Common pesticide combines with Roundup to create even deadlier substance: study

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(NaturalNews) Perhaps the only thing more pervasively toxic than crop chemicals, like glyphosate (Roundup) and atrazine, is these poisons combined with one another. A new study published in the journal Chemosphere has revealed that the amalgamated toxicity of certain pesticides and herbicides increases substantially in comparison to the toxicity of these same chemicals individually.

To make this discovery, researchers from France tested the cytogenetic effects of both glyphosate and atrazine, as well as their degradation products, aminomethyl phosphoric acid (AMPA) and desethyl-atrazine (DEA). Using an in vitro micronucleus assay, the team tested various mixtures of the chemicals on CHO-K1 cells, which were originally derived from hamsters.

Since most chemicals currently in use were only safety tested in isolation -- if they were even safety tested at all -- the team from the Aix-Marseille University (AMU) Laboratoire de Mutagenese et Toxicologie Environnementales decided to look at the combined effects of two of the most common chemical compounds applied to conventional agriculture.

They found that, depending on their unique physico-chemical environment, pesticides vary in their degrees of toxicity. When all four of the tested compounds were combined, for instance, the resultant mixture was determined to have a 20-fold higher level of toxicity in comparison with the active compound AMPA in isolation, which is considered to be the most active of the four compounds.

"Intracellular ROS (review of systems) assessment suggested the involvement of oxidative stress in the genotoxic impact of pesticides and pesticide mixtures," reads the study's abstract.

Irradiating pesticide-ridden produce could considerably increase its toxicity

More concerning was the observed toxicity of these same chemicals with regards to radiation exposure. As it turns out, exposing the chemical cocktail to irradiation from light increased its toxicity 100-fold, meaning that the chemicals became 100 times more toxic as a result.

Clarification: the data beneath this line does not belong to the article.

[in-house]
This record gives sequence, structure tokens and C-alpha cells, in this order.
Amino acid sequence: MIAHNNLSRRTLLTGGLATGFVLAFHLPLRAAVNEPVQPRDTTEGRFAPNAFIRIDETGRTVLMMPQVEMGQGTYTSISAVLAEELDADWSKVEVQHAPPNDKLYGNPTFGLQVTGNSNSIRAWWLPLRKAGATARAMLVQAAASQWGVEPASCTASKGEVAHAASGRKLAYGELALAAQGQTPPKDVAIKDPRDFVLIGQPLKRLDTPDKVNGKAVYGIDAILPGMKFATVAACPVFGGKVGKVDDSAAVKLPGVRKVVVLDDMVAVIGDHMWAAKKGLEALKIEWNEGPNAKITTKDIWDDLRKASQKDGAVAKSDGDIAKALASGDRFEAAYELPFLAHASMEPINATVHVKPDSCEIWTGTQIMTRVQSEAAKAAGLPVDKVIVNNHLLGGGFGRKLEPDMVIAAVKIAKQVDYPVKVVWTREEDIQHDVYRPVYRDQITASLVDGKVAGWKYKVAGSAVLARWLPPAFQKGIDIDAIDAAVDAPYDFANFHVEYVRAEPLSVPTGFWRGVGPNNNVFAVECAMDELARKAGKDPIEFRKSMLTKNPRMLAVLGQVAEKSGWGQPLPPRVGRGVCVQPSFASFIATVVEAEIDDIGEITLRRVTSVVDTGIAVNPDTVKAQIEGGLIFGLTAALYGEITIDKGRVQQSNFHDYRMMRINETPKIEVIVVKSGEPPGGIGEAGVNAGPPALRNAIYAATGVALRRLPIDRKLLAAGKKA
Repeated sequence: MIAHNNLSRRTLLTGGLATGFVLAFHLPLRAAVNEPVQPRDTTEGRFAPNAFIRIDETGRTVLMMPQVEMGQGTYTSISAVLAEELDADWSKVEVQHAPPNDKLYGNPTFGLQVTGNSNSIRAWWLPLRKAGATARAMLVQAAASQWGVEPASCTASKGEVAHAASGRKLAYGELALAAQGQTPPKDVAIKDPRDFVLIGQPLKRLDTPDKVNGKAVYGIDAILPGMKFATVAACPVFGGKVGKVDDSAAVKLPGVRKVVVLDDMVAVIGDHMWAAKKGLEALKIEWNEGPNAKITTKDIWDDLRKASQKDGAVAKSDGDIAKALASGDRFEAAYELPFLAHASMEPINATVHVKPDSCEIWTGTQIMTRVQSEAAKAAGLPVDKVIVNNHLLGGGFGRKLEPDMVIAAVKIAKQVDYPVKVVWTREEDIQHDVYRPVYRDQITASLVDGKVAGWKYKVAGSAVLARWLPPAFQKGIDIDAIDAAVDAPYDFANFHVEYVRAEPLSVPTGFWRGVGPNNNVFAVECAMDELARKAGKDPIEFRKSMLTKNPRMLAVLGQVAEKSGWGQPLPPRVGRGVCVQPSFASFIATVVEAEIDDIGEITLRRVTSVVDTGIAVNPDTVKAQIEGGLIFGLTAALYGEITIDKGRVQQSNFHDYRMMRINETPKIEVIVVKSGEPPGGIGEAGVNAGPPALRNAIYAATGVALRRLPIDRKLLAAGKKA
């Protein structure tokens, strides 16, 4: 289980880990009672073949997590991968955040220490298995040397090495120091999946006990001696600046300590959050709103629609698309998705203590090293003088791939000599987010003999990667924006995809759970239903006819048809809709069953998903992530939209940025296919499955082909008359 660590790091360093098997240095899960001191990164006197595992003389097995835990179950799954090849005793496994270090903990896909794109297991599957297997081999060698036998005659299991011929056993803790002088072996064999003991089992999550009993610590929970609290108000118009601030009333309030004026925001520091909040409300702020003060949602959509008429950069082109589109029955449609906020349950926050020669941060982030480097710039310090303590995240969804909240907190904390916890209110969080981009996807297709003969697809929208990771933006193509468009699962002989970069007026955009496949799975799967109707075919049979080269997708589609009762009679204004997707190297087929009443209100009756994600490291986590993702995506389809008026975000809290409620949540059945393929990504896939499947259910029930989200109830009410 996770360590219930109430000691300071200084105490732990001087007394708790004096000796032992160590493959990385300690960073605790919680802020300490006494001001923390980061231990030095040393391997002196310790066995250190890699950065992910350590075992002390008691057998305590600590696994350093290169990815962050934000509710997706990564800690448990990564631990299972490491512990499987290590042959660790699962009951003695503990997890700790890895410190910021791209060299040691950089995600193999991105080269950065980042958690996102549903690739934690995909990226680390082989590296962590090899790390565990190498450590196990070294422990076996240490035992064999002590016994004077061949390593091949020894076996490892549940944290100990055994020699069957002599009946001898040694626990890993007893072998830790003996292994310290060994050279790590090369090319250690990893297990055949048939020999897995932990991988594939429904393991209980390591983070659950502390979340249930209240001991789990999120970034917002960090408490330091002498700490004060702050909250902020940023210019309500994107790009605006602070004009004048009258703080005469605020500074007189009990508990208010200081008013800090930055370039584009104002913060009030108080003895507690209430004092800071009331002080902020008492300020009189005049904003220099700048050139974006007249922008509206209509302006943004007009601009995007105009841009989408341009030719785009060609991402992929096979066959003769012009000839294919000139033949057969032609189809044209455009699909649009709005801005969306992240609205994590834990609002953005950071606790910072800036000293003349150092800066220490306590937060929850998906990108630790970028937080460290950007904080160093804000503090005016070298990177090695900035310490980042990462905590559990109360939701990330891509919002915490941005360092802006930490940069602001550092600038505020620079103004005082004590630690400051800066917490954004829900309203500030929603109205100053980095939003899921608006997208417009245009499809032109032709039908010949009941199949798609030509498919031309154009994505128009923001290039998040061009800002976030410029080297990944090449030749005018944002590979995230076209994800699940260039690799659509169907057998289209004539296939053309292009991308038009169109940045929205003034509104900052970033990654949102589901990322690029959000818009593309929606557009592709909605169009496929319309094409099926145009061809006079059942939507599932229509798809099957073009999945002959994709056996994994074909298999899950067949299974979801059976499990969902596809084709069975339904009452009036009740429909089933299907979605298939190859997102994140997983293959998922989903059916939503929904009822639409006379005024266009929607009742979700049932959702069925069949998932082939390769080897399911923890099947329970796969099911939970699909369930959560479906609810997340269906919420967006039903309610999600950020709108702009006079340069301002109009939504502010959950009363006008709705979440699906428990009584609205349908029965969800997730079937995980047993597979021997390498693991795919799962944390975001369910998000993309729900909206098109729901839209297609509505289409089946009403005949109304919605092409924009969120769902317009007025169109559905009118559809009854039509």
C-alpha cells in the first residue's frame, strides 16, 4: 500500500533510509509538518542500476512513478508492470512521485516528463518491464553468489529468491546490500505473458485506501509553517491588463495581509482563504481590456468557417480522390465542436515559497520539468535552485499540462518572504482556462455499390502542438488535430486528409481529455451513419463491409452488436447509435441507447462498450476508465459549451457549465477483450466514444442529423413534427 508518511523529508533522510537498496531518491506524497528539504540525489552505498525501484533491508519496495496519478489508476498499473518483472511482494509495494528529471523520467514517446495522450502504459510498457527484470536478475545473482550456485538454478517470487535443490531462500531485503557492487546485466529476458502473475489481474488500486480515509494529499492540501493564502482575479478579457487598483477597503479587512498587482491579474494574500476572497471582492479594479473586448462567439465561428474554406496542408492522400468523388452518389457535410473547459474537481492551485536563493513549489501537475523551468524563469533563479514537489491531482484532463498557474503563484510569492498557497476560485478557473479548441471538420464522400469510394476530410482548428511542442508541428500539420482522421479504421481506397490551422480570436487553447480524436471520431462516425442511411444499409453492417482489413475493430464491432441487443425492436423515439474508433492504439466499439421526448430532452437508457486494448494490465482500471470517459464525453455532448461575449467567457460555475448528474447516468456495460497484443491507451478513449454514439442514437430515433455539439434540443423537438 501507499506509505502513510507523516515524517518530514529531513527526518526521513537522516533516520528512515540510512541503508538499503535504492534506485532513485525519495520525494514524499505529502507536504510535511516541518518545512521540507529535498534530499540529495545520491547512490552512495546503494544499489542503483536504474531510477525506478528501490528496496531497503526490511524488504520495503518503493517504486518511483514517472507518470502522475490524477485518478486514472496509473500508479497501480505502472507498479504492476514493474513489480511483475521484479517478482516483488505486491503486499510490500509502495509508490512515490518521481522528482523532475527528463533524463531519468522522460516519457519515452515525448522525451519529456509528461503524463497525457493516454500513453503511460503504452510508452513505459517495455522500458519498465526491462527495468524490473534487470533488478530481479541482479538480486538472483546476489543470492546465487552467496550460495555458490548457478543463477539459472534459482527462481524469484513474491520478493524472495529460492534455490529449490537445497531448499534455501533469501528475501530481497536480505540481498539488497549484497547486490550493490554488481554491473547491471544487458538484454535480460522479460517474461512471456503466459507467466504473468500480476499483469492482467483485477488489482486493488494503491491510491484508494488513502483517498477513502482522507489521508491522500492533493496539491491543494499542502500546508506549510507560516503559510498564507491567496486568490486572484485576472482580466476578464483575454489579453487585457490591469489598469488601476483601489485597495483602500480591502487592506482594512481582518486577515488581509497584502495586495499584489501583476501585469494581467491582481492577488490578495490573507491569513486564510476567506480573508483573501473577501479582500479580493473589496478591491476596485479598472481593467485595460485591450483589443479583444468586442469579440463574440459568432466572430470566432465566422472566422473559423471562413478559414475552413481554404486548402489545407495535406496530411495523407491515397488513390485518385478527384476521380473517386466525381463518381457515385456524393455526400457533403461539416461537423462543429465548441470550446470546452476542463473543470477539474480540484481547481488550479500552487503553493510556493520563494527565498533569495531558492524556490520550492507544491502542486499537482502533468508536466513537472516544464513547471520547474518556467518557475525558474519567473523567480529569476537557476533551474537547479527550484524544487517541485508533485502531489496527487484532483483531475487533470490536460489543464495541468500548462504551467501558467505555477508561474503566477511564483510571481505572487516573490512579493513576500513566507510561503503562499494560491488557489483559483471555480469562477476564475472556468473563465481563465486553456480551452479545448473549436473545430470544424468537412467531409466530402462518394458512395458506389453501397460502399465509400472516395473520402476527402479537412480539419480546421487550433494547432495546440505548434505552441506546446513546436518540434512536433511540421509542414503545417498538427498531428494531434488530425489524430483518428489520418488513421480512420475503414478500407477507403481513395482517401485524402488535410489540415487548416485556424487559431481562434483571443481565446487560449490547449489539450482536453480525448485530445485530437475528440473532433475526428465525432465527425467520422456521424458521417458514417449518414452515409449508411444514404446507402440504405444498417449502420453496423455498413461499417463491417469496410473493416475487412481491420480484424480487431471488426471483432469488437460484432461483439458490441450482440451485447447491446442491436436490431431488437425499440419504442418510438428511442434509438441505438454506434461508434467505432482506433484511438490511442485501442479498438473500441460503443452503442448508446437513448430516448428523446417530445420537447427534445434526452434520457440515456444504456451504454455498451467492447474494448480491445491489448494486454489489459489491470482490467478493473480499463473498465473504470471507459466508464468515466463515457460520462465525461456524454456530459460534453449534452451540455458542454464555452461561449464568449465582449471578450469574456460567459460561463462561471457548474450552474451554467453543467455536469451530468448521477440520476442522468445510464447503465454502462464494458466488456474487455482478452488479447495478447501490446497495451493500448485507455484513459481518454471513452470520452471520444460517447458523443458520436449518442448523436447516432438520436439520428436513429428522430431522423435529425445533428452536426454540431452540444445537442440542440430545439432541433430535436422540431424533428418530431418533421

The implications of this for fruits, vegetables, grains and other foods commonly sprayed with crop chemicals are disconcerting. With the U.S. Food and Drug Administration (FDA) pushing for more irradiation of the nation's food supply, the suggestion here is that any chemical residues present on such food will only become that much more toxic after being irradiated.

These findings also draw attention to the failed government testing requirements for chemicals, which completely disregard any synergistic impact that may result from exposure to multiple chemicals as they exist in the real world, as opposed to individual chemicals as they exist in a testing lab. Evaluating chemicals in isolation only simply does not take into account the thousands of other chemicals to which people are also routinely exposed.

"[This study] highlighted the importance of cocktail effects in environmental matrices," adds the abstract, "and pointed out the limits of usual testing strategies based on individual molecules, to efficiently estimated environmental risks."

To view the full study abstract, visit:

Similar research published earlier this year, also out of France, revealed that many pesticide formulas are far more toxic than just their active ingredients. Monsanto's Roundup formula, for instance, is loaded with so-called "inert" ingredients that amplify its toxicity in ways that have never been evaluated in safety studies.

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